This could be the last time that we were going to church together in the same car whenever a mother and parents. I think that get really intense about emotional and intense about family things and this is a child who is trying desperately to separate emotion adult. I know I don't want to get in the car I want to drive myself that kind of thing and we just had to really be aware that our purposes were very different and we were going. We packed up the car. This was going to be a family trip to take him to college and so we were just squished into car with all of his things and I just had all these visions of here we are together in the car look in a give him all the information we might have forgotten along the way that open field with no lunch out there and yes it will gather to pray and what happened. It was, it was not good.

They all put on the day. At that point had earphones that they said said and they all got into their own worlds and it was mom and dad sitting in the front seat is going well and and really saying goodbye at a college campus. I encourage parents to really do their important times and moments before they get to the campus when everything is crazy and they are out of sorts. They just want to get on with it. Don't want to say goodbye so so they're just gonna try to get rid of that and go have one nice meal out the night before you move and if you've taken them them to college campus and then whatever you want to say to them, say before the last moment because we were all in Derek's room and he looked at his watch and he said oh my gosh I got a meeting at mean we just barely had your home all the meaning all ready to pray and be really and we we lost that moment because, in retrospect, I know that is the way he needed to do it. He needed to leave and he needed to be the one walking out and so when we got to the second on Lindsay that we took to college. Derek was with us because we were dropping her off first and then taking him back to his college campus and he said, as we were getting ready for that device had let her walk away knowing our study walk away silly. It confirmed that he needed that.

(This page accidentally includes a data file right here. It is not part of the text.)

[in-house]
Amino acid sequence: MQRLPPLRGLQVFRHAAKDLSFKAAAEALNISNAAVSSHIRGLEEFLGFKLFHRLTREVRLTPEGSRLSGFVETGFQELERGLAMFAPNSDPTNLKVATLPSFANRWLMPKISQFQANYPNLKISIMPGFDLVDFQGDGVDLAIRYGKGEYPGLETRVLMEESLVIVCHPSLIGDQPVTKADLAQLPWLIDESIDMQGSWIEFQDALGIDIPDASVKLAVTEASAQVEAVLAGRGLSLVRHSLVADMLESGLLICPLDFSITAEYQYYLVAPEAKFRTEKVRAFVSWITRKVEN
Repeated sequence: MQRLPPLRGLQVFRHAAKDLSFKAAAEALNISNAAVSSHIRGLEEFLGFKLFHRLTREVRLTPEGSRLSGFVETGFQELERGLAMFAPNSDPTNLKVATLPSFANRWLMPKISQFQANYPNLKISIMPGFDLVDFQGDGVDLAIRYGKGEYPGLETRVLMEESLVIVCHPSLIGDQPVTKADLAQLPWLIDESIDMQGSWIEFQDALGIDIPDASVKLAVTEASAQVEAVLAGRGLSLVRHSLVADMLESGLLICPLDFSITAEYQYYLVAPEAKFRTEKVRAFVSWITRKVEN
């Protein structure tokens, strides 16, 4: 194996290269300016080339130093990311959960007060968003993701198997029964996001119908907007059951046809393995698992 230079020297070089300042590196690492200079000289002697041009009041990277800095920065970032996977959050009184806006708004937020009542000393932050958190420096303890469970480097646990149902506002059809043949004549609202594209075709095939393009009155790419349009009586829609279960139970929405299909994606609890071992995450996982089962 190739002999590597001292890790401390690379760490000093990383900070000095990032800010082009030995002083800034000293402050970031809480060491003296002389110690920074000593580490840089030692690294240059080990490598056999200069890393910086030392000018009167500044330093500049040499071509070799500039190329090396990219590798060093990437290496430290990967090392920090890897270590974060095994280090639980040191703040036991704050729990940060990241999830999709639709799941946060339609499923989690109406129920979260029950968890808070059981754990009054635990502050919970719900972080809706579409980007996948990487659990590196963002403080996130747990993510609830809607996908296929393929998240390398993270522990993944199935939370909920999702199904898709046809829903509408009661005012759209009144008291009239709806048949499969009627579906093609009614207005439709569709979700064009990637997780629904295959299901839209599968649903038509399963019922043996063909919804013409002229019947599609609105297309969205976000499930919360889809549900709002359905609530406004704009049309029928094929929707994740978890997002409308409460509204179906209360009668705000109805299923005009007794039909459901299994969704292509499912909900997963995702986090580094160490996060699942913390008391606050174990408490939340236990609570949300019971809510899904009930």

That was how he want to say goodbye. It would be easier for Lindsay to to walk away rather than her watching us walk away and that's good that you have that kind of experience I think your daughter to college right you have built the planet been well yeah right. Well, we wanted to have that special dinner the night before and were a family of six.

We sometimes forget we don't eat out very often without success. We forget we can't just walk in table restaurant and they were here and were ready to be served, so we walked into a restaurant in our neighborhood and it was full was booked and it was the place she wanted to go and we had a plan and the plan was falling apart but emotions were so high because we were taking her the next morning to campus and so we ended up sitting in the parking lot in the car. People were cranky. She was anxious to get this done. To do so and we parents were so emotional. We just had to take a collective deep breath and say okay this is turning out the way we thought it was going to.